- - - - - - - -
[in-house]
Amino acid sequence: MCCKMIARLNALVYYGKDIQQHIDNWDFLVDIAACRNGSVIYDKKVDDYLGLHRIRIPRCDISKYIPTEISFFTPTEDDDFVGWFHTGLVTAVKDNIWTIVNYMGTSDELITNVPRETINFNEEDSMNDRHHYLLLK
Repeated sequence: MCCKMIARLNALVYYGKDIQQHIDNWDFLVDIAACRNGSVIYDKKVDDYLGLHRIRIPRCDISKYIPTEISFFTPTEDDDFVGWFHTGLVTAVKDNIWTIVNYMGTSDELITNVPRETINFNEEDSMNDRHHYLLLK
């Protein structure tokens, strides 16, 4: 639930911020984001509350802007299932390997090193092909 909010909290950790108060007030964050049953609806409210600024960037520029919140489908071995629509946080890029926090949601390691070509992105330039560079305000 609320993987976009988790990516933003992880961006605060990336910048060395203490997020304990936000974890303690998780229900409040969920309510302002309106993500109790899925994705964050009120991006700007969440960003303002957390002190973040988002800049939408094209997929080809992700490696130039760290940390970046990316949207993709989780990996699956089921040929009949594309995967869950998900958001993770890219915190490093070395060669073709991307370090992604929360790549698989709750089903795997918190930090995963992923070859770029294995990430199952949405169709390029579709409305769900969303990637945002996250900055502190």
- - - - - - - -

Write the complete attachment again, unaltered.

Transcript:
[in-house]
Amino acid sequence: MCCKMIARLNALVYYGKDIQQHIDNWDFLVDIAACRNGSVIYDKKVDDYLGLHRIRIPRCDISKYIPTEISFFTPTEDDDFVGWFHTGLVTAVKDNIWTIVNYMGTSDELITNVPRETINFNEEDSMNDRHHYLLLK
Repeated sequence: MCCKMIARLNALVYYGKDIQQHIDNWDFLVDIAACRNGSVIYDKKVDDYLGLHRIRIPRCDISKYIPTEISFFTPTEDDDFVGWFHTGLVTAVKDNIWTIVNYMGTSDELITNVPRETINFNEEDSMNDRHHYLLLK
């Protein structure tokens, strides 16, 4: 639930911020984001509350802007299932390997090193092909 909010909290950790108060007030964050049953609806409210600024960037520029919140489908071995629509946080890029926090949601390691070509992105330039560079305000 609320993987976009988790990516933003992880961006605060990336910048060395203490997020304990936000974890303690998780229900409040969920309510302002309106993500109790899925994705964050009120991006700007969440960003303002957390002190973040988002800049939408094209997929080809992700490696130039760290940390970046990316949207993709989780990996699956089921040929009949594309995967869950998900958001993770890219915190490093070395060669073709991307370090992604929360790549698989709750089903795997918190930090995963992923070859770029294995990430199952949405169709390029579709409305769900969303990637945002996250900055502190």